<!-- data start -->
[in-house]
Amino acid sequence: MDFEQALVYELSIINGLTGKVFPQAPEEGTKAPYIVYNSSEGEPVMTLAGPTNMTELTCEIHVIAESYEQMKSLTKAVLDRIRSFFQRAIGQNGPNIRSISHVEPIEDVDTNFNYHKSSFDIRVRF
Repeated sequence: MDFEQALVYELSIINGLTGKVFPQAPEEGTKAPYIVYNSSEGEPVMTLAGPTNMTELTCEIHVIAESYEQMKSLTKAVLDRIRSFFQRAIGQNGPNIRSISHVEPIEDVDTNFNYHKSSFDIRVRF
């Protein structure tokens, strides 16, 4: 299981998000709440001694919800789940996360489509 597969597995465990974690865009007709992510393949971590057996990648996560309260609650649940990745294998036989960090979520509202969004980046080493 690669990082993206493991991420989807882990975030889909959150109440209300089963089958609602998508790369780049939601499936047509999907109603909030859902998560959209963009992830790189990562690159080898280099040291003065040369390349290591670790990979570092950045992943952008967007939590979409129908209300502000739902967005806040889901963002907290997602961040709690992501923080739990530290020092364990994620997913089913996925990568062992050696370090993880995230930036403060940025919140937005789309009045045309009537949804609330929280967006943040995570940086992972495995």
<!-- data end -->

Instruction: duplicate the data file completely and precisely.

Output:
[in-house]
Amino acid sequence: MDFEQALVYELSIINGLTGKVFPQAPEEGTKAPYIVYNSSEGEPVMTLAGPTNMTELTCEIHVIAESYEQMKSLTKAVLDRIRSFFQRAIGQNGPNIRSISHVEPIEDVDTNFNYHKSSFDIRVRF
Repeated sequence: MDFEQALVYELSIINGLTGKVFPQAPEEGTKAPYIVYNSSEGEPVMTLAGPTNMTELTCEIHVIAESYEQMKSLTKAVLDRIRSFFQRAIGQNGPNIRSISHVEPIEDVDTNFNYHKSSFDIRVRF
């Protein structure tokens, strides 16, 4: 299981998000709440001694919800789940996360489509 597969597995465990974690865009007709992510393949971590057996990648996560309260609650649940990745294998036989960090979520509202969004980046080493 690669990082993206493991991420989807882990975030889909959150109440209300089963089958609602998508790369780049939601499936047509999907109603909030859902998560959209963009992830790189990562690159080898280099040291003065040369390349290591670790990979570092950045992943952008967007939590979409129908209300502000739902967005806040889901963002907290997602961040709690992501923080739990530290020092364990994620997913089913996925990568062992050696370090993880995230930036403060940025919140937005789309009045045309009537949804609330929280967006943040995570940086992972495995």